Let’s face it, some writers don’t write full time.
The common case scenario involves working a fixed hour job, taking care of your home, dropping kids off at school, dealing with bills, trying to do all the extra lifting to get the writing and reading community notice you exist and by the time this is all done, you have only an hour to yourself which you just want to use to rest before doing it all over again. So you are tired and on your fourth cup of coffee and trying to remember what your book was about in the first place or where you left that tiny piece of paper with the scribble that just might be the idea you need to make your book work. And here I am trying to get you to get motivated to write.
But you want to be motivated.
Let’s be honest what writer doesn’t love the moment when the jumbled up crazy ideas and images in their mind come rushing out like a broken damn unto paper, whether of the physical kind or the digital? Or when you reach that daily word count or when you finally get to write ‘the end’ on your manuscript?
You just have to do it.
First things first, you have to make time to write. There are some things in your day you can cancel or postpone or do more efficiently to make the time to write. Even if you can only come up with twenty minutes in a day, it’s how you use it that matters. When you have this, there are steps that could become your routine to help you stay motivated and stay writing.
Focus on why you write:
We all have a reason we started writing in the first place and when the hustle and bustle of life comes our way, we sometimes lose focus of it. Actively remembering our reasons can bring us back to perspective. I find writing it down helps. That way I can always pick up my notebook and read it.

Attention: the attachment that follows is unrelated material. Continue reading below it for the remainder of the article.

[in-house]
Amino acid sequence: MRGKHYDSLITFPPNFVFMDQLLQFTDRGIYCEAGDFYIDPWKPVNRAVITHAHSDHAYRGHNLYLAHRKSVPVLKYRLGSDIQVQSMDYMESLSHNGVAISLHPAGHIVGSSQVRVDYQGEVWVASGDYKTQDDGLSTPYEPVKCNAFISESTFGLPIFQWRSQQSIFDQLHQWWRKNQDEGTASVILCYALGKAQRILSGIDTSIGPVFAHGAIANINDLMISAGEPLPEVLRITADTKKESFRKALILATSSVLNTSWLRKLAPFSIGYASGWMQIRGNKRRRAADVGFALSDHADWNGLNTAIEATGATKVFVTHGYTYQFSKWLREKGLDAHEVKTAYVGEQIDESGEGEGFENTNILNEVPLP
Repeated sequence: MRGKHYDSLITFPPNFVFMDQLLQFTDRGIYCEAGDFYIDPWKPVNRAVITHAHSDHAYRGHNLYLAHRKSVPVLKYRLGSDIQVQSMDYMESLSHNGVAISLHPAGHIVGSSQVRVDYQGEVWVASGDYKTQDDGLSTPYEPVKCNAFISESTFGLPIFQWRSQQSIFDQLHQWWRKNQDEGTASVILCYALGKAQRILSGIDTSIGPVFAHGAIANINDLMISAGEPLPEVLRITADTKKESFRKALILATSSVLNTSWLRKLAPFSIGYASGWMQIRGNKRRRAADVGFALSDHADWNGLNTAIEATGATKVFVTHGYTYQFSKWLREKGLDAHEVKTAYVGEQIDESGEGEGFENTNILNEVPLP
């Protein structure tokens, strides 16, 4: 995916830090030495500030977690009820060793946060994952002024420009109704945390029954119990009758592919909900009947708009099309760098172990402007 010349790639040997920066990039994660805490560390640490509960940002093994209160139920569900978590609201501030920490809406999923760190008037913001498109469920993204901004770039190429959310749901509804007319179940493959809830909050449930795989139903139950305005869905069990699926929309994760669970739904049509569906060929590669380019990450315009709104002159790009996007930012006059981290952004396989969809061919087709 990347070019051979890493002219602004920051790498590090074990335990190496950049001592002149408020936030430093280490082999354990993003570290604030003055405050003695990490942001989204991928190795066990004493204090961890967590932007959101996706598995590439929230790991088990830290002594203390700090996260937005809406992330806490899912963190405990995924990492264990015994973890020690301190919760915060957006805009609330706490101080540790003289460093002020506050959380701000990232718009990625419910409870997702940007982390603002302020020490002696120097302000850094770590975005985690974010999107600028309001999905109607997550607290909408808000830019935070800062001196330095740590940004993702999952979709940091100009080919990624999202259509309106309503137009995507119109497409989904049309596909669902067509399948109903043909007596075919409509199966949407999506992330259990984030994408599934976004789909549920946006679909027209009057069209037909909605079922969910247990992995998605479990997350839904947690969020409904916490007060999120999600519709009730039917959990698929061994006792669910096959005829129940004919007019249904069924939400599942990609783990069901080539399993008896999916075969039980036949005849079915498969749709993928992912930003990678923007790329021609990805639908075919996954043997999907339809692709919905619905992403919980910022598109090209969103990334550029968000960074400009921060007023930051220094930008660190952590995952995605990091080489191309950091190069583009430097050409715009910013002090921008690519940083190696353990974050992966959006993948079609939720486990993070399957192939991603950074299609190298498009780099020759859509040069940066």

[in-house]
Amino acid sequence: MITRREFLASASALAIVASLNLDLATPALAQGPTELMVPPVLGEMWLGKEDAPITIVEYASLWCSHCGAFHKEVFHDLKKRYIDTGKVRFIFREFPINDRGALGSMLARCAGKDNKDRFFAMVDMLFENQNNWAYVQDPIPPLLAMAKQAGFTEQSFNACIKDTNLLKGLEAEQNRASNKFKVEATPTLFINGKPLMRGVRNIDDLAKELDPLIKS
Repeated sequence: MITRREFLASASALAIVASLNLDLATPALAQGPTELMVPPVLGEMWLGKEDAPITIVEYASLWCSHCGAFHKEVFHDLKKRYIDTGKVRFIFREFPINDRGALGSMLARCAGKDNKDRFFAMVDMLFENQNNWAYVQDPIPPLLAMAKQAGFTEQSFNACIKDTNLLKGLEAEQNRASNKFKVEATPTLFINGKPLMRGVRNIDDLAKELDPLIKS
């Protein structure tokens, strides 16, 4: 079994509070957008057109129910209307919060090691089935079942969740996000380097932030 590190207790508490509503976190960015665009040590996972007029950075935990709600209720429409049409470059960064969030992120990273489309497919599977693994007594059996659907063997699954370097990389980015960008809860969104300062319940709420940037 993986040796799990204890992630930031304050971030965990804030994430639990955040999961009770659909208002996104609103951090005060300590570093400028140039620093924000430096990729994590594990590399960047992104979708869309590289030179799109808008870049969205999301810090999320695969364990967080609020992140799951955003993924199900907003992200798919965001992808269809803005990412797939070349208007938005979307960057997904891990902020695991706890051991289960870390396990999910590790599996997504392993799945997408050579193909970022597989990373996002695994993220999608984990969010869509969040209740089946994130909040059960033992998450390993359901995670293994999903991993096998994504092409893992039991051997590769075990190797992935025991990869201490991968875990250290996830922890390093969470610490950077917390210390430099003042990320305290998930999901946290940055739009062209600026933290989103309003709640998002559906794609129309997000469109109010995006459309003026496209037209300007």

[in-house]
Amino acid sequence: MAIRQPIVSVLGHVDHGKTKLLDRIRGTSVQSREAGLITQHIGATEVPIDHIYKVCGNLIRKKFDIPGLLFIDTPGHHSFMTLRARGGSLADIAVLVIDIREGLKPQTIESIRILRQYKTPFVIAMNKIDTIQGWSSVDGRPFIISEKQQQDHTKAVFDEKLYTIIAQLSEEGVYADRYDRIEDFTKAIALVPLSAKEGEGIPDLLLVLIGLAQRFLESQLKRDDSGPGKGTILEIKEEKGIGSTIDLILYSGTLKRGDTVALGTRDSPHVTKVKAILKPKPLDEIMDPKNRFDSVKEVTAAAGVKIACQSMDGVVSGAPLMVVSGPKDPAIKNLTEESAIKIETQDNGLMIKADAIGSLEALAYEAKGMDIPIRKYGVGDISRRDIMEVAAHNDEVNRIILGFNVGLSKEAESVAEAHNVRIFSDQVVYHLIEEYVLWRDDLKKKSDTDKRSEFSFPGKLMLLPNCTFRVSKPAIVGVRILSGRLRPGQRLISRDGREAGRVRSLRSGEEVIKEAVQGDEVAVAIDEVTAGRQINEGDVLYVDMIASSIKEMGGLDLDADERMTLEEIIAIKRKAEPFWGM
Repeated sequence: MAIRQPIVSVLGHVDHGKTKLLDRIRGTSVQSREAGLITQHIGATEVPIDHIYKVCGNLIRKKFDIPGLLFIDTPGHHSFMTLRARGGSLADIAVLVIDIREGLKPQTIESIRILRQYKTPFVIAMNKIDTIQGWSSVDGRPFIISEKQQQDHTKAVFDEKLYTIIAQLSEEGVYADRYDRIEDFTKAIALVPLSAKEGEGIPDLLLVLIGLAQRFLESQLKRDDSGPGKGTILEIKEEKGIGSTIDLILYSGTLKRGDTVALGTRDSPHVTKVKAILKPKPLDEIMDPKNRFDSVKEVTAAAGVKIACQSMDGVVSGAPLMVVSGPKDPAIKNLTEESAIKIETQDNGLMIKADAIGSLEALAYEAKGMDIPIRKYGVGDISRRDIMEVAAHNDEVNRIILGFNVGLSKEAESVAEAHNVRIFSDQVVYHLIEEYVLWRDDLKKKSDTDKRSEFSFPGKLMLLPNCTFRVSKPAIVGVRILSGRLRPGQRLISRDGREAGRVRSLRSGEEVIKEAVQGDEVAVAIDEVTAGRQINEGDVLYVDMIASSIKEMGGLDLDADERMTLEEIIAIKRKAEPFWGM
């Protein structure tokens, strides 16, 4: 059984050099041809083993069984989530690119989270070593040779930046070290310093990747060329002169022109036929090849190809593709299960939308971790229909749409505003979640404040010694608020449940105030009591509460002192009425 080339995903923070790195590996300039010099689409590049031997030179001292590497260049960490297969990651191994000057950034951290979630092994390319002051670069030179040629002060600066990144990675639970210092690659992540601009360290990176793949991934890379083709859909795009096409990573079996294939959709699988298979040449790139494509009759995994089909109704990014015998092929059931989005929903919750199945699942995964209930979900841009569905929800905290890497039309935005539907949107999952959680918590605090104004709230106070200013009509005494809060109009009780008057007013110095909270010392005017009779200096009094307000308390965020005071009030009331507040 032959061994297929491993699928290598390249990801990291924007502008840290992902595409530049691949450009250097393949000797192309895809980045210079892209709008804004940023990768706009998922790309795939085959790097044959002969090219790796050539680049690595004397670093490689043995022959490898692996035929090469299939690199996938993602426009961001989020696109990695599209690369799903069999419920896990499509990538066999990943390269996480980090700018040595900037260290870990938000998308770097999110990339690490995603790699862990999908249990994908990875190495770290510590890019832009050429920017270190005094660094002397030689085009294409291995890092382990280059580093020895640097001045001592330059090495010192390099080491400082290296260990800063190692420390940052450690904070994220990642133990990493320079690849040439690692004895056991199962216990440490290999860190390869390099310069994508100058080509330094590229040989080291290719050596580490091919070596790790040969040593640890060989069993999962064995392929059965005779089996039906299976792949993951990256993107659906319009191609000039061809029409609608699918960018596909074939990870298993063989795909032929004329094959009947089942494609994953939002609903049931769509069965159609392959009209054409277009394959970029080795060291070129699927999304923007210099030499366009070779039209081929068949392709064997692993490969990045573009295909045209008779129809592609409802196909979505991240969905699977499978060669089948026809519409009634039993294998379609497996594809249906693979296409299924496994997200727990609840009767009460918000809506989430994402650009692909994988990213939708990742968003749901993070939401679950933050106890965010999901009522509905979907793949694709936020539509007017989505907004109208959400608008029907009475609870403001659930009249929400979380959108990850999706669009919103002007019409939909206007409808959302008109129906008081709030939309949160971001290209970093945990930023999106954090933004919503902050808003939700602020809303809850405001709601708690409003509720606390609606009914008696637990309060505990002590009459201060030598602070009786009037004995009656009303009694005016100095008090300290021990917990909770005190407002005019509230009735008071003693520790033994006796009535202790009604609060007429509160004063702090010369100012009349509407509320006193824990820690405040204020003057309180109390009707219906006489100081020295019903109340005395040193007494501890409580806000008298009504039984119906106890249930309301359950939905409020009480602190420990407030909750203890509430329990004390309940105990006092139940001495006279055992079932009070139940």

Picture yourself writing:
Sounds funny, I know, but it tends to work more often than you’d think. We know we are writers, we know that’s what we do. We can picture our characters and stories, we can imagine it. That is the essence of our writing spirit yet we fail to apply it when it gets to the time to write. An inspiration to write a story is imagining you write that story. Close your eyes and imagine your fingers moving quickly across your keys, or your hand holding your pen and writing feverishly across your paper. When you open your eyes it is with a clear vision of what you are trying to do and the temptation to mimic what you just pictured. That would get you in the writing spirit.
Just write anything down:
I’ve had the pleasure of conversing with a number of writers and I noticed a common pattern even if it doesn’t apply to all. Writers are perfectionists. No matter how crazy the rest of our lives may seem, when it comes to our book babies, it has to be perfect. This is what we are putting out to the world there’s no room for mistakes. But that’s just not how it works. Writing, much like every other creative venture is subjective. There’s no one size fits all so you can’t start out searching for perfection so just write whatever it is you think of, mistakes and all.
Fuel your creative spirit with books:
You can’t give what you don’t have, so even though it seems like there’s no time, you have to read. It’s your duty as a writer. You can schedule time of day, week of the month or the months in a year to read. You don’t have to fall down the reading rabbit hole, just schedule your reading time and before you know it you have so many ideas and the motivation to write just as good if not better than the writers you’ve read.
Set daily targets:
It can be overwhelming thinking of the grand scheme of things, how many words you have to write, edit, promote, and so much more. So forget about the whole and think of the now. ‘Today I would write 1000 words’. Keep using this mindset everyday and before you know it, a book is in your hands.
I know, even I don’t like doing it and I was an athlete, but it’s important and very helpful. I find that the days I do exercise are my most productive days. Do simple cardio to get your blood pumping and your creative juices flowing (I’m not talking about the sweat).